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Simon Fraser University
(I) A 110-kg tackler moving at 2.5 ms meets head-on (and holds on to) an 82-kg halfback moving at 5.0 m/s. What will be their mutual speed immediately after the collision?
(I) What is the magnitude of the momentum of a 28-g sparrow flying with a speed of 8.4 m/s?
(II) According to a simplified model of a mammalian heart, at each pulse approximately 20 $g$ of blood is accelerated from 0.25 m/s to 0.35 m/s during a period of 0.10 s. What is the magnitude of the force exerted by the heart muscle?
(I) A 7150-kg railroad car travels alone on a level frictionless track with a constant speed of 15.0 m/s. A 3350-kg load, initially at rest, is dropped onto the car. What will be the car's new speed?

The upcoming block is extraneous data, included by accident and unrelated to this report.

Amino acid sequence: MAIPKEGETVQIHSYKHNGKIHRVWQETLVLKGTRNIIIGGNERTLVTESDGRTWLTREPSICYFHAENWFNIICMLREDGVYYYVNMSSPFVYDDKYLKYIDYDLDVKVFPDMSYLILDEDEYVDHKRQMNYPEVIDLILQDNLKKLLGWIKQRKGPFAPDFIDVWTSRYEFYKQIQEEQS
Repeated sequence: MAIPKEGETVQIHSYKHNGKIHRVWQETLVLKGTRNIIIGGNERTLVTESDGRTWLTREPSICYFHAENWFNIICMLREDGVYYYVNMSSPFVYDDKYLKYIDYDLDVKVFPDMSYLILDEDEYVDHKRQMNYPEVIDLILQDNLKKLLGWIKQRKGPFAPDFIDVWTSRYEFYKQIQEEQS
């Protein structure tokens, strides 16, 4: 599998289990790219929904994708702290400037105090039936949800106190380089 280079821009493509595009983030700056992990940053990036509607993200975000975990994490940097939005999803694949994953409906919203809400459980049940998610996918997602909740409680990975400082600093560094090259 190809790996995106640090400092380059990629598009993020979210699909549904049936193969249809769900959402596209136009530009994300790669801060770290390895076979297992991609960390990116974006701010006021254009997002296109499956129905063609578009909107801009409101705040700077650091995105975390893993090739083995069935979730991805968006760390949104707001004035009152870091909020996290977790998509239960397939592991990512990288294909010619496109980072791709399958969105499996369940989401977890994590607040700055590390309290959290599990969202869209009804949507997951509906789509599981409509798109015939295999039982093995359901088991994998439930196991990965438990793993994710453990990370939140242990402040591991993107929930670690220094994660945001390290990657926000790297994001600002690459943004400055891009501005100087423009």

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welcome to our fourth example video looking at RLC circuits in this video, we're going to continue with the frequency of 1000 hertz and ask ourselves, what are the maximum voltage is that we're going to find across each of our circuit elements. So we are B. L NBC. Well, we do have very simple equations for this. We have homes law, and then we have the equivalence is that we found by defining reactant. Hopefully now you can see the importance of defining inductive, reactant and capacitive reactant because since we've calculated those weaken very quickly find what the maximum potentials are that we can expect across these different elements. So in the case we have here remembering also that our maximum I is going to be any not divided by C we have, eh? Not over Z times are we have, eh? Not over Z times Omega l and we have, eh? Not over Z times one over Omega times. See? So we very quickly can calculate one from what we've already done What these maximum voltages are now. What if we had been asked a different question? What if we had been given our circuit here and then asked, What is the resonant frequency of this system? We want to find the resonant frequency. The reason we're interested in the resonant frequency is because if we consider current as a function of frequency, we're going to find that at the resonant frequency, we're going to have our maximum current. So it's gonna look something like this, in fact, not even that broad. If we have a large resist er in there, it will actually be very sharp around F not. And as we have a smaller and smaller resistor, it will be a little broader here. But still, we're going to have a peek at the resonant frequency. So if we want to get the maximum current through this circuit, we need to operate it. We need to run it at the resonant frequency. So remember that the condition for the resonant frequency was that X l minus X c be equal to zero really working that we find that excel is equal to X C and omega l has to be equal to one over omega times. See Thus we find omega is equal to one over the square root of Elsie and Frequency F is going to be equal to 1/2 pi times one over the square root of Elsie. Okay, so we were able to find our resonant frequency here f not based on the properties of the different circuit elements that we have and the's are most of the questions that you could be asked about an RLC circuit.